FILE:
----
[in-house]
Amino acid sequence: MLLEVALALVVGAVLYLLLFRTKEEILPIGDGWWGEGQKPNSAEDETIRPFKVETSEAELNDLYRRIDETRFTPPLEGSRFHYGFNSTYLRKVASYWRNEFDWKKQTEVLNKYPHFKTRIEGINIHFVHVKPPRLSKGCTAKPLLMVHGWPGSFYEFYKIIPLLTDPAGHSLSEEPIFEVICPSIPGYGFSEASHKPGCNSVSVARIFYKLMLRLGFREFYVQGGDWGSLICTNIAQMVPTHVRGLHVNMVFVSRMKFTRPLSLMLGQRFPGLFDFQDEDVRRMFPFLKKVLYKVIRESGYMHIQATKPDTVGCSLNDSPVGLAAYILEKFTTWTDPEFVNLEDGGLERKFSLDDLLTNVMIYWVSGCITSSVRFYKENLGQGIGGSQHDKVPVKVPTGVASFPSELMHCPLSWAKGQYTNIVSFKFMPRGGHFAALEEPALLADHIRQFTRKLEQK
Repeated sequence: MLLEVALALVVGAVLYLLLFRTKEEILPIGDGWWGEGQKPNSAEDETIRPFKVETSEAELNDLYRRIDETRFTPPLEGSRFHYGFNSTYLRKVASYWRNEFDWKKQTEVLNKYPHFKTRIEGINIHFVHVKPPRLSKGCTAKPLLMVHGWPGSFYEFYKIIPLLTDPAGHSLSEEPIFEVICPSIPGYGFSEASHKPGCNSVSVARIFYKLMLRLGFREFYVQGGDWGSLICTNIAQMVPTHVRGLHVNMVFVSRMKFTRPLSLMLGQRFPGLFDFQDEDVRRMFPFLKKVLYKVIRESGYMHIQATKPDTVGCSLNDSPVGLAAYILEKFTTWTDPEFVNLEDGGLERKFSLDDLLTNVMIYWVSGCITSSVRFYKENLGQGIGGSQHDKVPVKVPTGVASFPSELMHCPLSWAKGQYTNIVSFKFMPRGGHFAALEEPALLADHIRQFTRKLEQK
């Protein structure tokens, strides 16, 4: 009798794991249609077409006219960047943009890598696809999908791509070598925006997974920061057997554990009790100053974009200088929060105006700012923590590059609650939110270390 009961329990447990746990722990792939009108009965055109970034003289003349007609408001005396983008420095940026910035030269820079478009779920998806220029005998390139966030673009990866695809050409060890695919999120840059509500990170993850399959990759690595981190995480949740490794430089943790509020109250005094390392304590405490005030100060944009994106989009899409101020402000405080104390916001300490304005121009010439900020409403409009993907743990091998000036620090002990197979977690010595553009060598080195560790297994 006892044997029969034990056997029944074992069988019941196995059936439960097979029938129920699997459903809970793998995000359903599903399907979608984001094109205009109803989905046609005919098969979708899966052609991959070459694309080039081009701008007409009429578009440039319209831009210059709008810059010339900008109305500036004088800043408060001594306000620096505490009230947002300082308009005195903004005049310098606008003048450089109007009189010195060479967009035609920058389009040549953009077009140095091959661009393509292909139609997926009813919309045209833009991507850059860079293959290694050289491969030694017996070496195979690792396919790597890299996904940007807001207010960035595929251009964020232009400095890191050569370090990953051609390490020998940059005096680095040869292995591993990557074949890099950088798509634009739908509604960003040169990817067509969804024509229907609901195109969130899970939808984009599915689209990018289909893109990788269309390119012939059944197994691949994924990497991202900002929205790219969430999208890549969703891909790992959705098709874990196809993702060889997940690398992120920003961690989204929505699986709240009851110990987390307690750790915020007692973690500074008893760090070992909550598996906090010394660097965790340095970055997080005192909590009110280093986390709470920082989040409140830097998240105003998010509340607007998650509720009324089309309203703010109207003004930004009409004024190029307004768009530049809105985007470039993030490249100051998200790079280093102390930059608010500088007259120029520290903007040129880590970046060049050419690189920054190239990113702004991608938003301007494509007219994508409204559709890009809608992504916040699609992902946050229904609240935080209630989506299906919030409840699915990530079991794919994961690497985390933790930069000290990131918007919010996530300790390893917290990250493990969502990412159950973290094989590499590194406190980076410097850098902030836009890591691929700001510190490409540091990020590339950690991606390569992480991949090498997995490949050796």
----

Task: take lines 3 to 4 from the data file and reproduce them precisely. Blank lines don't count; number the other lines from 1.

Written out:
Repeated sequence: MLLEVALALVVGAVLYLLLFRTKEEILPIGDGWWGEGQKPNSAEDETIRPFKVETSEAELNDLYRRIDETRFTPPLEGSRFHYGFNSTYLRKVASYWRNEFDWKKQTEVLNKYPHFKTRIEGINIHFVHVKPPRLSKGCTAKPLLMVHGWPGSFYEFYKIIPLLTDPAGHSLSEEPIFEVICPSIPGYGFSEASHKPGCNSVSVARIFYKLMLRLGFREFYVQGGDWGSLICTNIAQMVPTHVRGLHVNMVFVSRMKFTRPLSLMLGQRFPGLFDFQDEDVRRMFPFLKKVLYKVIRESGYMHIQATKPDTVGCSLNDSPVGLAAYILEKFTTWTDPEFVNLEDGGLERKFSLDDLLTNVMIYWVSGCITSSVRFYKENLGQGIGGSQHDKVPVKVPTGVASFPSELMHCPLSWAKGQYTNIVSFKFMPRGGHFAALEEPALLADHIRQFTRKLEQK
């Protein structure tokens, strides 16, 4: 009798794991249609077409006219960047943009890598696809999908791509070598925006997974920061057997554990009790100053974009200088929060105006700012923590590059609650939110270390 009961329990447990746990722990792939009108009965055109970034003289003349007609408001005396983008420095940026910035030269820079478009779920998806220029005998390139966030673009990866695809050409060890695919999120840059509500990170993850399959990759690595981190995480949740490794430089943790509020109250005094390392304590405490005030100060944009994106989009899409101020402000405080104390916001300490304005121009010439900020409403409009993907743990091998000036620090002990197979977690010595553009060598080195560790297994 006892044997029969034990056997029944074992069988019941196995059936439960097979029938129920699997459903809970793998995000359903599903399907979608984001094109205009109803989905046609005919098969979708899966052609991959070459694309080039081009701008007409009429578009440039319209831009210059709008810059010339900008109305500036004088800043408060001594306000620096505490009230947002300082308009005195903004005049310098606008003048450089109007009189010195060479967009035609920058389009040549953009077009140095091959661009393509292909139609997926009813919309045209833009991507850059860079293959290694050289491969030694017996070496195979690792396919790597890299996904940007807001207010960035595929251009964020232009400095890191050569370090990953051609390490020998940059005096680095040869292995591993990557074949890099950088798509634009739908509604960003040169990817067509969804024509229907609901195109969130899970939808984009599915689209990018289909893109990788269309390119012939059944197994691949994924990497991202900002929205790219969430999208890549969703891909790992959705098709874990196809993702060889997940690398992120920003961690989204929505699986709240009851110990987390307690750790915020007692973690500074008893760090070992909550598996906090010394660097965790340095970055997080005192909590009110280093986390709470920082989040409140830097998240105003998010509340607007998650509720009324089309309203703010109207003004930004009409004024190029307004768009530049809105985007470039993030490249100051998200790079280093102390930059608010500088007259120029520290903007040129880590970046060049050419690189920054190239990113702004991608938003301007494509007219994508409204559709890009809608992504916040699609992902946050229904609240935080209630989506299906919030409840699915990530079991794919994961690497985390933790930069000290990131918007919010996530300790390893917290990250493990969502990412159950973290094989590499590194406190980076410097850098902030836009890591691929700001510190490409540091990020590339950690991606390569992480991949090498997995490949050796």